At age eight, I cradled a tiny newborn baby in my arms for the first time while the young mother cautiously spotted me with her hands below mine. I would like to say it was an enlightening experience that illuminated the true joy of womanhood forever. I would like to say that ever since that moment I have had the alarming urge to smile at, wave to, long for, and hold all other women's young ones. But the truth is the only emotions I can remember are nervousness, a slight sense of terror, and the eagerness to run back outside to play.
I knew this was not what I was supposed to feel. I was raised in a conservative part of the South, where a proud culture dictates that men should work hard to earn a living and all women should desire babies. After all, what else is there for a woman besides giving birth to another life and growing the family tree?
But I was the littlest of my Brady Bunch-style family — always trying to keep up with my older siblings and step-siblings. Unlike cute pigtailed Cindy, I was a scraggly-haired tomboy. Much to my relief, a baby doll was nowhere near my collection of toy dinosaurs and precious cicada shells. Eventually I learned to wear dresses and flirt with boys, leading to the inevitable off-key chorus of kids teasingly singing, "First comes love! Second comes marriage! Then comes Bonnie with the baby carriage!" And my heart beat with uncertainty.
Twelve years after my first baby-holding experience, an incident at my hometown grocery store solidified my fears. Turning down an aisle, I saw a horrifying sight. There was a woman standing near the charcuterie counter, and she had babies all over her. One was attached to her chest, another was falling out of her shopping cart, one was clinging to her leg, and another was poking her with a stick of salami. I froze, bug-eyed, and tried to envision myself in the same scenario. Anxiety ensued but I could not run away. After graduating college, I was now working at this very grocery store — a miraculous career option among the joblessness that surrounded me. Wearing my employee apron and baseball cap, I finished stocking the shelves and cautiously shuffled around them.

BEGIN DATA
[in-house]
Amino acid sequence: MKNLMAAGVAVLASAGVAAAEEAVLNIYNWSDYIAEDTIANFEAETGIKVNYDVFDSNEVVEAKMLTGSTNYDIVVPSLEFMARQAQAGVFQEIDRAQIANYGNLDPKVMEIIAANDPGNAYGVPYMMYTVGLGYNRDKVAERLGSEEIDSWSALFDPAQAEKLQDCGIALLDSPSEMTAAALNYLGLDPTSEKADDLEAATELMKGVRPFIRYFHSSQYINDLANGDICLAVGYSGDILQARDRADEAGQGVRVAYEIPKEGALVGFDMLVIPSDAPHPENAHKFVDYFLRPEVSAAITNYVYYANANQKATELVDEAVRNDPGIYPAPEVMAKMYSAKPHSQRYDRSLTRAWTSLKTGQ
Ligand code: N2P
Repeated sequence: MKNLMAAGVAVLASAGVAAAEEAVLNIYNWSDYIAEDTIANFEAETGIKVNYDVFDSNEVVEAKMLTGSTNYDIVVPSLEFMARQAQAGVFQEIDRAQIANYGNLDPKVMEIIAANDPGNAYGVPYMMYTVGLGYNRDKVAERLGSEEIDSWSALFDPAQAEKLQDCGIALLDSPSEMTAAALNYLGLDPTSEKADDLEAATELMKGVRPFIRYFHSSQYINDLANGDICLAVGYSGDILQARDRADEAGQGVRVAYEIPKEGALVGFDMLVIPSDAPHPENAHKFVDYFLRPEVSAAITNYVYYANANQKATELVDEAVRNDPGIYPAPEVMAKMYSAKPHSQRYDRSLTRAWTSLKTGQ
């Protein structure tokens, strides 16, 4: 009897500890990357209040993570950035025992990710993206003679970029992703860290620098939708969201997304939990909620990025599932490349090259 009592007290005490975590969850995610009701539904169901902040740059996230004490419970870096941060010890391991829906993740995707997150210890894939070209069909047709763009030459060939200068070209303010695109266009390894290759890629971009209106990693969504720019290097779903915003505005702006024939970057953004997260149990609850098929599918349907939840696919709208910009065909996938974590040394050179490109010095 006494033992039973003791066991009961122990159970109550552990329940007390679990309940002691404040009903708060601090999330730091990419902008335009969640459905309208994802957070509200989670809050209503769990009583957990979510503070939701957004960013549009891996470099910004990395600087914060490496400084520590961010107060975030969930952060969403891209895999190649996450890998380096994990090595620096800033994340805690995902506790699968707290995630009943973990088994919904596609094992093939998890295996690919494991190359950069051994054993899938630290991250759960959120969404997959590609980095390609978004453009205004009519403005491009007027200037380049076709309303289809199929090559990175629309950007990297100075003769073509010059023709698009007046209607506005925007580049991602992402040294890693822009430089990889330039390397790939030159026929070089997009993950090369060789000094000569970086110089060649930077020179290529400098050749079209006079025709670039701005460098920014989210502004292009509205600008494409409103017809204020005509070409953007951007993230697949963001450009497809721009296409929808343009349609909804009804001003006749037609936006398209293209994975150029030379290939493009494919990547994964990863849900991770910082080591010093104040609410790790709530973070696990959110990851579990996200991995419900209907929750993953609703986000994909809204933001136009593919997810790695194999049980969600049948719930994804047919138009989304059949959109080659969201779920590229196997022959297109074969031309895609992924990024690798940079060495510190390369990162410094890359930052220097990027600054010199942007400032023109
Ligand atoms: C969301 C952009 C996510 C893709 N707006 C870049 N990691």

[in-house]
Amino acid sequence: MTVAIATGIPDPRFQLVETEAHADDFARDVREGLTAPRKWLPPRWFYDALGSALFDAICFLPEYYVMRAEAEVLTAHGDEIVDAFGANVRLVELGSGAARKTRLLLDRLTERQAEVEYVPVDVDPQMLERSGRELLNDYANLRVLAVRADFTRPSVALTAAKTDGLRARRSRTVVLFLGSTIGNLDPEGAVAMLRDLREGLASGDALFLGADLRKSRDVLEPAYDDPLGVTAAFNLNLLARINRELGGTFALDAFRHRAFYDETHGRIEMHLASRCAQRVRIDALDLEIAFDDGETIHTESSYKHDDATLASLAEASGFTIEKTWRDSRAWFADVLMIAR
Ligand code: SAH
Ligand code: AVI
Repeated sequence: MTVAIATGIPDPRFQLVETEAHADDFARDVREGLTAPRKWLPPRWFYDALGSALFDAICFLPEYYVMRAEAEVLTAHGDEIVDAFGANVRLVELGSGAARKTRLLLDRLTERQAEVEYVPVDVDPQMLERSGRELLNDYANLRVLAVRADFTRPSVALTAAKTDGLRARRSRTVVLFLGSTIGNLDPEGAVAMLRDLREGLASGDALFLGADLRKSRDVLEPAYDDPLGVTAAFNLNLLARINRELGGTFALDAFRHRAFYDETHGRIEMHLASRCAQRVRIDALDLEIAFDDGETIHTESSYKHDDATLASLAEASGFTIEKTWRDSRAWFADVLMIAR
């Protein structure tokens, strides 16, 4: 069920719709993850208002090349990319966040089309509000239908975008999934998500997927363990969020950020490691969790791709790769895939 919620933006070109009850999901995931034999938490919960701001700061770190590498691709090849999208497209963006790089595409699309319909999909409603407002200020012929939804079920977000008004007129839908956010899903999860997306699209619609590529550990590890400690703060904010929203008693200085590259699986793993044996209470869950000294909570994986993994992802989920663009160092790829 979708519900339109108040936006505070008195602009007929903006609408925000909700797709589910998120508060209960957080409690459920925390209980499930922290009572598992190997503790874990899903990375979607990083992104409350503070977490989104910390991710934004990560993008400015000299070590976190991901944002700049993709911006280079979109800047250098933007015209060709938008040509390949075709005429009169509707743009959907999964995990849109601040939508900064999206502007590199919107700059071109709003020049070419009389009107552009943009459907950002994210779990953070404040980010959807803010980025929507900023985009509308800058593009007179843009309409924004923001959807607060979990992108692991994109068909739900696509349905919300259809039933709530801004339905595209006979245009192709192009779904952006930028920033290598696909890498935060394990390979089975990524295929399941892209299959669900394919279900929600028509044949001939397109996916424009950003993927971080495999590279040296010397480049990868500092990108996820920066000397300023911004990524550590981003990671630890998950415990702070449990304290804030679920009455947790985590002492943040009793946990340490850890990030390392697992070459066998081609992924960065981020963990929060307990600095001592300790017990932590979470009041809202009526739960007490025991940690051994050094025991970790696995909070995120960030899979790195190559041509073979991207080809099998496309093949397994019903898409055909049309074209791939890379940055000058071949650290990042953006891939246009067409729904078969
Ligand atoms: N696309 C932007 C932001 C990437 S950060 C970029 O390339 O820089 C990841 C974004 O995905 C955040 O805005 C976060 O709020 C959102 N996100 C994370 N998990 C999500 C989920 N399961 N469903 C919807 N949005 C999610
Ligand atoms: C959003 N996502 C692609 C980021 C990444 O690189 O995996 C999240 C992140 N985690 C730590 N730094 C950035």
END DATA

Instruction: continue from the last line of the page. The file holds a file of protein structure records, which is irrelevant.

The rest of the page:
Don't get me wrong — I have been a nanny and am excellent at short-term interactions with kids. However, the demands of motherhood have always felt unnatural to me.
Aside from being distraught about my anxiety towards babies, like many during the recession, I was apprehensive about life in general. I was an ambitious recent college graduate who reluctantly returned home to live with my parents. I always had dreams of a career in which my actions impacted the world — of the intoxicating adrenaline of art, originality and passionate work. Instead, I was scooping grated Parmesan cheese into plastic containers. I both appreciated and hated my job. I felt trapped.
A trip to the gynecologist changed everything.
While getting an annual checkup, I saw a flier on the wall advertising an egg donation program. Suddenly, I had a revelation: I could help someone else have those desirable babies, allowing me to contribute to the world — and the value of family — in my own way. When the doctor finished the examination, I shyly inquired about egg donation and her eyes sparkled with elation. Apparently, given the proportions of my ovaries (they are larger than normal) and my follicle count (also above average) I had perfect egg cultivation possibilities. Returning home, I secretly researched the life cycle of eggs. Fearing the judgment of friends and family, I told no one.
I read about how all women are born with billions of eggs cells that are lost batch by batch during menstruation. In the donation process, the eggs that are typically lost through the monthly cycle are cultivated using hormones and then removed through a vaginal surgery. Knowing that the abundance of eggs filtering through my system would probably never be used, it seemed only natural that I should share my gems.
Although I was determined to be an egg donor, I was even more determined to escape Alabama, so I decided to wait until I reached my planned destination: New York City. Besides being the ideal location for my boundless aspirations, the monetary reward was twice as much there, at $8,000.
After pestering a grocery store in New York for a transfer, I soon found myself living in Queens, sleeping on the floor of my friend's apartment and arranging interviews for Columbia University's fertility program. Glowing with farmland innocence, I answered questions about my family history and interests. After a slew of medical tests and paperwork I was stamped as fit for the program. Then the coordinator gathered all of my information to present to perspective recipients. It was an anonymous program — my name, image and true identity were never shared, nor would I know the identity of the recipient. But I was confident that the right person would choose my eggs, and me.
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